3D printing has opened exciting new avenues for engineers and forced product designers to reimagine what is possible. The ability to print complex metallic parts using advanced alloys anywhere in the world is undoubtedly impressive but not without its flaws.
Now scientists at Heriot-Watt University, in collaboration with Carnegie-Mellon University and Argonne National Laboratory from the US, have shed new light on this process, which promises to make metal 3D printing increasingly viable for manufacturers and a more sustainable option.
Additive manufacturing, the technical name for 3D printing, encompasses a variety of material processing techniques, the most widely adopted amongst them being laser powder bed fusion (LPBF). It works by spreading thin layers of metallic powder particles that are bonded together through intense heat delivered by high-powered lasers. But this process can result in the formation of tiny pores that weaken the overall structure.
This is a major drawback for industry, particularly when highly-reliable components are required on a consistent basis. Over the last three years, scientists from the Institute of Photonics and Quantum Sciences at Heriot-Watt University, Edinburgh, have led a research project that examined the fundamental physics behind the LPBF process, and how this understanding can be used to mitigate defects in printed parts.
Composite image shows the evolution of the laser plume and depression. The evaporation of metallic species from an irradiated surface result in the formation of a depression (below) and plume (above) which are stable initially, and become unstable as energy accumulates in the material. Credit Heriot-Watt University
Dr Ioannis Bitharas, a research associate from the Institute of Photonics and Quantum Sciences at Heriot-Watt, explains: “Our research visualises the interplay between all states of matter present when a laser interacts with metallic particles.
“During the additive manufacturing process, the application of a high-powered laser to metal will result in a small pool of liquid metal as the particles fuse together. During this stage, a minute amount of metal evaporates and presses against the liquid, creating a cavity at the centre of the melt pool. This cavity, often referred to as a keyhole, can become unstable and collapse, leading to pores in the material. At the same time, the vapour shoots upwards from the keyhole, forming a plume, which interacts with the particles and can potentially disturb the spread layer.
“Such events create tiny imperfections scattered throughout the component and, consequently, an unacceptable level of material porosity to many manufacturers.
“The images we have captured provide, for the first time, a complete picture of such interactions and we can now tell with certainty what is happening.”
By simultaneously using X-ray and schlieren imaging, the team analysed the interplay between gas, vapour, liquid and solid phases present during the printing process. They found a direct link between the behaviour of the vapour plume released through the evaporation of metal and the overall stability of the molten material. The more dynamic the plume, the more unstable and porous the material. But by fine-tuning the laser parameters, such as adjusting its power, focused spot size and scan speed, the team discovered they could control the stability of the plume and melt pool, making the printed structure far more consistent.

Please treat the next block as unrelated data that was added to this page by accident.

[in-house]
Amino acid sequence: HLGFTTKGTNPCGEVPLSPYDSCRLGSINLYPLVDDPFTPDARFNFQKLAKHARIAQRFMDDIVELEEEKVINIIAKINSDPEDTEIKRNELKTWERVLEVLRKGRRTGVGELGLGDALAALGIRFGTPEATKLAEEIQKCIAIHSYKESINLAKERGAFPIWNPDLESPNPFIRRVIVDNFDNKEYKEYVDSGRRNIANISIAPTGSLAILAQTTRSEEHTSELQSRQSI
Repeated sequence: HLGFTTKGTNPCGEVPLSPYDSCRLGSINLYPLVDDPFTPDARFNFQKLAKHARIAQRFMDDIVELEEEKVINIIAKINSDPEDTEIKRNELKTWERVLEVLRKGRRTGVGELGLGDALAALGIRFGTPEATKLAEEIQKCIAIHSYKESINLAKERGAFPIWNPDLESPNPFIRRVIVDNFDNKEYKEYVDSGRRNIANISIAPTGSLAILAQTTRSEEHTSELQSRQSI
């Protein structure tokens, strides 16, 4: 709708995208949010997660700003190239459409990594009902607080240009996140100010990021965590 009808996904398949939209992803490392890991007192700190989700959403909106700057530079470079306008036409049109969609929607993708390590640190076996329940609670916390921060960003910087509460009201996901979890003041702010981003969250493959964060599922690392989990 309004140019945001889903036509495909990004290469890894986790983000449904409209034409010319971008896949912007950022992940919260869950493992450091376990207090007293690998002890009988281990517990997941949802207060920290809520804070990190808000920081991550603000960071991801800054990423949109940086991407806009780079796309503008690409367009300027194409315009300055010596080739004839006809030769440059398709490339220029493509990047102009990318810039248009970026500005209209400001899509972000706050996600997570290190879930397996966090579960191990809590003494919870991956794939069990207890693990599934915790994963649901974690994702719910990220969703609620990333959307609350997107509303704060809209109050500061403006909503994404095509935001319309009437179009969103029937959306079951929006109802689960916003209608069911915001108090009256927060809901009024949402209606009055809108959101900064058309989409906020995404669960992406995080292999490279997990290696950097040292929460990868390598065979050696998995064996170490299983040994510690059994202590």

Using the plume as a ‘process signature’ that can be visualised and monitored holds exciting new potential for a variety of industries that rely on high-performance components such as in aerospace, automotive, healthcare and defence,
Professor Andrew Moore leads the Optical Diagnostics group in the Institute of Photonics and Quantum Sciences at Heriot-Watt University and has been involved in this research project from the start. He said: “Despite showing great promise, defects in printed parts still prevent metal additive manufacturing from fulfilling its potential. Research has so far focused on detecting and predicting defects based on the behaviour of the liquid metal or particles, often overlooking the effects of the vapour jet and plume generated above the melt pool.
“What we found has exciting new prospects for 3D printing: we can vastly reduce these imperfections and produce components that are far less likely to fail. We believe that this work will enable the creation of improved process monitoring and analytic tools that identify and prevent defects in the additive manufacturing of metals. Additionally, it will underpin a more predictive class of multiphysics models which include atmospheric effects and powder motion, allowing accurate a priori calculations of process maps.”
This work was partly supported by Renishaw, the UK’s only manufacturer of LPBF systems, under their Strategic Alliance with Heriot-Watt University. The team will continue collaborating with Renishaw to use these new insights to improve the 3D printing machines of the future.
The Heriot-Watt team’s research article, titled “The interplay between vapour, liquid, and solid phases in laser powder bed fusion”, was published today (May 26) in the scientific journal, Nature Communications.
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